Effects of Pelleting Conditioner Retention Time on Nursery Pig Growth Performance14 April 2015
Diet form had a greater effect on feed conversion than conditioner retention time, according to this new study from Kansas State University.
A total of 180 nursery pigs (PIC 327 × 1050; initially 12.6kg) were used in an 18-day study to determine the effects of pellet mill conditioning parameters and feed form on pig performance, reports C.K. Jones of Kansas State University in Journal of Animal Science.
All diets were similar, the researchers explain, and different feed processing parameters were used to create experimental treatments.
Factors considered were:
- conditioning time (15, 30 or 60 seconds) and
- feed form (mash or pelleted).
To remove the confounding factor of feed form, pelleted samples were reground to a similar particle size as the mash diet.
- mash diet without thermal processing (negative control)
- pelleted diet conditioned for 30 seconds (positive control)
- pelleted diet conditioned for 15 seconds and reground
- pelleted diet conditioned for 30 seconds and reground, and
- pelleted diet conditioned for 60 seconds and reground.
Pigs were weaned and fed a common acclimation diet for 21 days before the start of the experiment.
Growth and feed disappearance were then measured for 18 days. All diets had similar levels of percentage total starch but thermally processed diets had a 1.67 to 1.87-fold increase in percentage gelatinised starch compared to the mash diet.
Average daily gain and gain:feed ratio did not differ between treatments overall, but pigs fed the positive control pelleted diet had decreased average daily feed intake (P<0.05) compared to pigs fed all other diets.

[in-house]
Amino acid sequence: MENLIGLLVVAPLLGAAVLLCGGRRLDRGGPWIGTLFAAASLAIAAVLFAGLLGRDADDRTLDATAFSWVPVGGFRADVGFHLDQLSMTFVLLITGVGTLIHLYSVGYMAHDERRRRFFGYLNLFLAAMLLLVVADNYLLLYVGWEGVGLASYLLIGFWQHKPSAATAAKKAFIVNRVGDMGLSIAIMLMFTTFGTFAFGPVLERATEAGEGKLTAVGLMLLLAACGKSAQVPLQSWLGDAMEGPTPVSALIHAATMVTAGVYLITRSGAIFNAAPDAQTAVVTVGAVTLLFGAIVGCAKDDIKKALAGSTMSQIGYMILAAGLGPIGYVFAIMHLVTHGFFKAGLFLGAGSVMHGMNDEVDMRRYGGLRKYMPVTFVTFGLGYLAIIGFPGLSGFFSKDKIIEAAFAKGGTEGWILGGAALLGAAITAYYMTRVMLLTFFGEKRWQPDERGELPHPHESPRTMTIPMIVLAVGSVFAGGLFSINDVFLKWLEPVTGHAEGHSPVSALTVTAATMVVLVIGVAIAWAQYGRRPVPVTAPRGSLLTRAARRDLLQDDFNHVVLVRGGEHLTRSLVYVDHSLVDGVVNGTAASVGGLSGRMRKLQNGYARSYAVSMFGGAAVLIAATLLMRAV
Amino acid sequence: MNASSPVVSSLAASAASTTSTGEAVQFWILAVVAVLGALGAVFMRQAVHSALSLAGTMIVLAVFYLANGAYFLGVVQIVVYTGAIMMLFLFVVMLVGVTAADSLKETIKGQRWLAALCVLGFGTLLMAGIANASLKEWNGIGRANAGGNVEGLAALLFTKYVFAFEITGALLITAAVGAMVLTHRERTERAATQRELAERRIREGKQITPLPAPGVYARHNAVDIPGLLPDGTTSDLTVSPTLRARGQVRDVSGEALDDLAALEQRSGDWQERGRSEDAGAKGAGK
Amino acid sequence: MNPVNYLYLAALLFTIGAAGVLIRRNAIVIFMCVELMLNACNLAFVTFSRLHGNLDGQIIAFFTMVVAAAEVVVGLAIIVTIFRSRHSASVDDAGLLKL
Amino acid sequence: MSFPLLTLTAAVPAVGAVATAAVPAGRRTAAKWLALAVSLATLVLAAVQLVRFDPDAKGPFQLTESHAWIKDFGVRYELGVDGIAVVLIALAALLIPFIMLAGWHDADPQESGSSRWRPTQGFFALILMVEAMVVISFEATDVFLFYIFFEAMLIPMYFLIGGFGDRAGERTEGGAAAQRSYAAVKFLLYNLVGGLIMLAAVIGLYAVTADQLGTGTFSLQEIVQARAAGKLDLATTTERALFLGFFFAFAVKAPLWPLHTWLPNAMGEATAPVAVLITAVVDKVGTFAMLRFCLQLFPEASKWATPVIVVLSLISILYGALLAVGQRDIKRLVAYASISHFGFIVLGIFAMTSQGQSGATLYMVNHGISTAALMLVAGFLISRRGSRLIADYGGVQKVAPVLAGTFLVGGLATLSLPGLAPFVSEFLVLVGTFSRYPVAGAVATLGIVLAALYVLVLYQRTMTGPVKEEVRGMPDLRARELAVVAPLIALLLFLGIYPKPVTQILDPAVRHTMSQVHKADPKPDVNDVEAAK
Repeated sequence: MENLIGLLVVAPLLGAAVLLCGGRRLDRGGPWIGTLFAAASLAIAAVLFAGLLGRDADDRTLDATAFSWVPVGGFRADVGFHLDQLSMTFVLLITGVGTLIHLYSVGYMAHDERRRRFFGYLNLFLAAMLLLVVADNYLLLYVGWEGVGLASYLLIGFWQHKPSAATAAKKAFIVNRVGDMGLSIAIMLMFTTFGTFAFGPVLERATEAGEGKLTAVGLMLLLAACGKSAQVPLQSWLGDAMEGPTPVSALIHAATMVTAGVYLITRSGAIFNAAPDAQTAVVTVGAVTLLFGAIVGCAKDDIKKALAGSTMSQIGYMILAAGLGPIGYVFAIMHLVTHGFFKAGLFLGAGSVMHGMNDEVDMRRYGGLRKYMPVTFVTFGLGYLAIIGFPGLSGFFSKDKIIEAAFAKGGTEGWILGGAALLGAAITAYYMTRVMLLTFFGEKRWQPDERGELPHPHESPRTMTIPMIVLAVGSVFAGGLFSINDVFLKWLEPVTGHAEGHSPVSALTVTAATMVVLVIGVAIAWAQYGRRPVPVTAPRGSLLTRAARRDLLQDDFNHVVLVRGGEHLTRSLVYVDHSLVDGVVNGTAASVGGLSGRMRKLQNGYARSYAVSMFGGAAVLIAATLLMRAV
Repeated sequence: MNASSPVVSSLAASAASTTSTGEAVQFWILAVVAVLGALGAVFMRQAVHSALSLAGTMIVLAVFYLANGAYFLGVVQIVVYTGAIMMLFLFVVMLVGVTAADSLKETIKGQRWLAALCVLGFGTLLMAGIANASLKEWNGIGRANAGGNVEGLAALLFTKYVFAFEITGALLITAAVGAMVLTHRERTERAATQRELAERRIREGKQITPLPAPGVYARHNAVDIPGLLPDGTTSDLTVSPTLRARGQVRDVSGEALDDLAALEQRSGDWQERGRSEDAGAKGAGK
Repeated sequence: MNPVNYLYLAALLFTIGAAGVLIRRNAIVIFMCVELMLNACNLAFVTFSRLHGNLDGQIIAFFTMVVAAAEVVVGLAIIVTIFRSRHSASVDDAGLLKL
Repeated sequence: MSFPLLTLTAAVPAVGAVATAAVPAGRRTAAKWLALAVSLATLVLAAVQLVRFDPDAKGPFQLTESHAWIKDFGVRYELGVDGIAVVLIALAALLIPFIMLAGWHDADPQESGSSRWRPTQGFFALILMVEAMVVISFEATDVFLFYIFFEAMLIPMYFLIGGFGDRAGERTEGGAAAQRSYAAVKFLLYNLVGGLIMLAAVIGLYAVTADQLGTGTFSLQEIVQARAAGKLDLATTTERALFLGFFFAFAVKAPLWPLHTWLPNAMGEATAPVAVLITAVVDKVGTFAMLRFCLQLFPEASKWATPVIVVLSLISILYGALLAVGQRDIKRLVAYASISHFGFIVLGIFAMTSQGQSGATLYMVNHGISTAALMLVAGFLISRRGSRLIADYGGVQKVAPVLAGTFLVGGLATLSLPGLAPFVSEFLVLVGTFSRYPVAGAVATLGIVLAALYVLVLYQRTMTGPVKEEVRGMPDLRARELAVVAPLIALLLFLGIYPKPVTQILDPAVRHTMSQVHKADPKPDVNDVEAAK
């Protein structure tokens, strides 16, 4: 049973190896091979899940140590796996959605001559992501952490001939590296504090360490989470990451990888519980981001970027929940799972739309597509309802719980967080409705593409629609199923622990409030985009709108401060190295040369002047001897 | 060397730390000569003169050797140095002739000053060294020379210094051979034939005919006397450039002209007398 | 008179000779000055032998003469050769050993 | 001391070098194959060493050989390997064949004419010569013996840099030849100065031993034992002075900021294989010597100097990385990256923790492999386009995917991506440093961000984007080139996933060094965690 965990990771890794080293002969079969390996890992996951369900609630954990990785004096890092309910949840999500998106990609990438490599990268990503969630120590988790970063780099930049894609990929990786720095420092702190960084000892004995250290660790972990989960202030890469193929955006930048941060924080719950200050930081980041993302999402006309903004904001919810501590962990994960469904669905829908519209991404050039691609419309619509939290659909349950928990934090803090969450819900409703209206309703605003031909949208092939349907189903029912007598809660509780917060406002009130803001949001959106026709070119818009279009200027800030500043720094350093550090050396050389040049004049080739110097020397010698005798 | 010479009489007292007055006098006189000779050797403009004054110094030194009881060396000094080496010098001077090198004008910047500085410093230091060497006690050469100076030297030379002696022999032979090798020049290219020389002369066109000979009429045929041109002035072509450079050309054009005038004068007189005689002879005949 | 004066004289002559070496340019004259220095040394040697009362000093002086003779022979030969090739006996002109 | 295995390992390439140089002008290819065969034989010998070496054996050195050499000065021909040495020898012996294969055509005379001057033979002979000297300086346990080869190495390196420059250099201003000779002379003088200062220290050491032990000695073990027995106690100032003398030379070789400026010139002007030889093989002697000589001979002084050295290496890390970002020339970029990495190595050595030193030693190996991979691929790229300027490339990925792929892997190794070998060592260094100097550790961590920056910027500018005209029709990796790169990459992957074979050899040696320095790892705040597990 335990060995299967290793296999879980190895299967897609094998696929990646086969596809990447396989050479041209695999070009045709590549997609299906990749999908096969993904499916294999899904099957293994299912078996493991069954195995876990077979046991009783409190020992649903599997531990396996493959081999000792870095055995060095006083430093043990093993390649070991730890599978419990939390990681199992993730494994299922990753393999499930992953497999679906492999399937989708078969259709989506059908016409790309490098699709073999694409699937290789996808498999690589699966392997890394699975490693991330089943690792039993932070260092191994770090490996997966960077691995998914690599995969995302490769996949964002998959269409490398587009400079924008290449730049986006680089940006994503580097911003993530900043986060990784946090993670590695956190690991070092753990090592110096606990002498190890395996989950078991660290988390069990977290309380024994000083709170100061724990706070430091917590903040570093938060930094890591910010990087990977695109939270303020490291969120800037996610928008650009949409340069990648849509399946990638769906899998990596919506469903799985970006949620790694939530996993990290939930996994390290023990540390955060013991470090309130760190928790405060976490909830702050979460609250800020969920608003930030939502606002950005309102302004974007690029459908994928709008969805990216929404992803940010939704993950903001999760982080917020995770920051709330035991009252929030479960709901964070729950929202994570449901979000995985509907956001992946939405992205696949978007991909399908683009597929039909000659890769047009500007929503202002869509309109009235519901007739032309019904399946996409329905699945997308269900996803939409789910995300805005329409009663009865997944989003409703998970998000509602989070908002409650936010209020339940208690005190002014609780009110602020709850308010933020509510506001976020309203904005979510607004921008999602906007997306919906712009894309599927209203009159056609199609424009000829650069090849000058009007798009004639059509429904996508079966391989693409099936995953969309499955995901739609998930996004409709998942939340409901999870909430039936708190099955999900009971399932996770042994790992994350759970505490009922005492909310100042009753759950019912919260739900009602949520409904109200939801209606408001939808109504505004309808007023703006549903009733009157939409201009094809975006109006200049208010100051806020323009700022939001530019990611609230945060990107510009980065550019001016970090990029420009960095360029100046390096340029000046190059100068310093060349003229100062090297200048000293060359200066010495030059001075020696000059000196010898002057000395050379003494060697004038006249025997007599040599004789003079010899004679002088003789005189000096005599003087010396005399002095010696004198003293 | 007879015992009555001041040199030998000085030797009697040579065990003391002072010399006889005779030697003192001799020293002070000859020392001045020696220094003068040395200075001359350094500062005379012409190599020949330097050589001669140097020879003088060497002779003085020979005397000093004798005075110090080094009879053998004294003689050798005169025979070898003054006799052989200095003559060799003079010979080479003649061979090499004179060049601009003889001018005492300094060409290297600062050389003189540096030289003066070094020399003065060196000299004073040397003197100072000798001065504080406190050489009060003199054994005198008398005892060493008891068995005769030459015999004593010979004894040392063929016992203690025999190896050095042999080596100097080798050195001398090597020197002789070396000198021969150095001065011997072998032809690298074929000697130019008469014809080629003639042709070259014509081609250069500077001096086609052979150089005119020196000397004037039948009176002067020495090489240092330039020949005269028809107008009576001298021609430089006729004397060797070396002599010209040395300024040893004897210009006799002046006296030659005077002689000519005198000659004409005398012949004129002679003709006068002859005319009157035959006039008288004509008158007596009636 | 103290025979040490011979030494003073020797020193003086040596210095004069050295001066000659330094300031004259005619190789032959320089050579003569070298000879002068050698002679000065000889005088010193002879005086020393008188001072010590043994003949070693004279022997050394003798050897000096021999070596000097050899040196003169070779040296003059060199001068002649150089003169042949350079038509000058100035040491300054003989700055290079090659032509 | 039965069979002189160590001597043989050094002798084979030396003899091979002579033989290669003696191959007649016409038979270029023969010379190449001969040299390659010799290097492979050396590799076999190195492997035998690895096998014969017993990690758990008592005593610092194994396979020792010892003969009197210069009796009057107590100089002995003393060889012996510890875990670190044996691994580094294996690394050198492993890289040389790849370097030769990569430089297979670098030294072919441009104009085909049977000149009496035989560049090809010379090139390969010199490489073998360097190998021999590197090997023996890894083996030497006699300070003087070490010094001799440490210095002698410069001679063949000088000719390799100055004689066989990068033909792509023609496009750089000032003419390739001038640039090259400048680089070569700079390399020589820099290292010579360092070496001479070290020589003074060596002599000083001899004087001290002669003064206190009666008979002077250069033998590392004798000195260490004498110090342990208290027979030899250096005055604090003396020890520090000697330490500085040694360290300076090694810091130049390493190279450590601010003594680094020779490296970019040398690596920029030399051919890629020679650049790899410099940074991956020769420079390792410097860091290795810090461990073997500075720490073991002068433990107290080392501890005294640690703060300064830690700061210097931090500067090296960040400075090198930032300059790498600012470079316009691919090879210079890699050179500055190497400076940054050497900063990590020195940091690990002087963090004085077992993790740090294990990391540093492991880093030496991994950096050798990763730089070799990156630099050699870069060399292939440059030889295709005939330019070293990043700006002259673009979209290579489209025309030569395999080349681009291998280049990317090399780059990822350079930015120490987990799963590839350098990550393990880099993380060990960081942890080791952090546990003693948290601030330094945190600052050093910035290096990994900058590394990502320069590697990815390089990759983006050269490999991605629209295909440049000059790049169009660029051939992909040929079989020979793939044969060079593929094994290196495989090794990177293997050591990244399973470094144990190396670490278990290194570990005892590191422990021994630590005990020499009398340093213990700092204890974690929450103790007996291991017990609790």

Pre-planned contrasts revealed that pigs fed mash diets tended to have greater average daily gain (P<0.10) than those fed pelleted and re-ground diets. This suggests that processing may have had a negative influence on feed utilisation, which is further supported by the finding that pigs fed mash diets tended to have greater average daily gain (P<0.10) than those fed diets that were thermally processed, regardless of regrinding.
Considering these results, it was not surprising that pigs fed mash diets had greater average daily gain and average daily feed intake (P<0.05) than those fed pelleted diets.
When directly comparing diets conditioned at 60rpm, fed either as whole pellets or reground to mash consistency, pigs fed pelleted diets had improved gain:feed ratio (P<0.05) due to lower average daily feed intake (P<0.05) but similar average daily gain.
The expected improvement in gain:feed ratio from pelleting (6.8 per cent) was observed but lost when diets were reground to near original mash particle size.
Jones and co-authors commented this may indicate that diet form from the actual pelleting process impacts gain:feed ratio more than conditioner retention time.
Lewis L.L., C.R. Stark, A.C. Fahrenholz, M.A.D. Goncalves, J.M. DeRouchey and C.K. Jones. 2015. Effects of pelleting conditioner retention time on nursery pig growth performance. Journal of Animal Science. 93:1098-1102.
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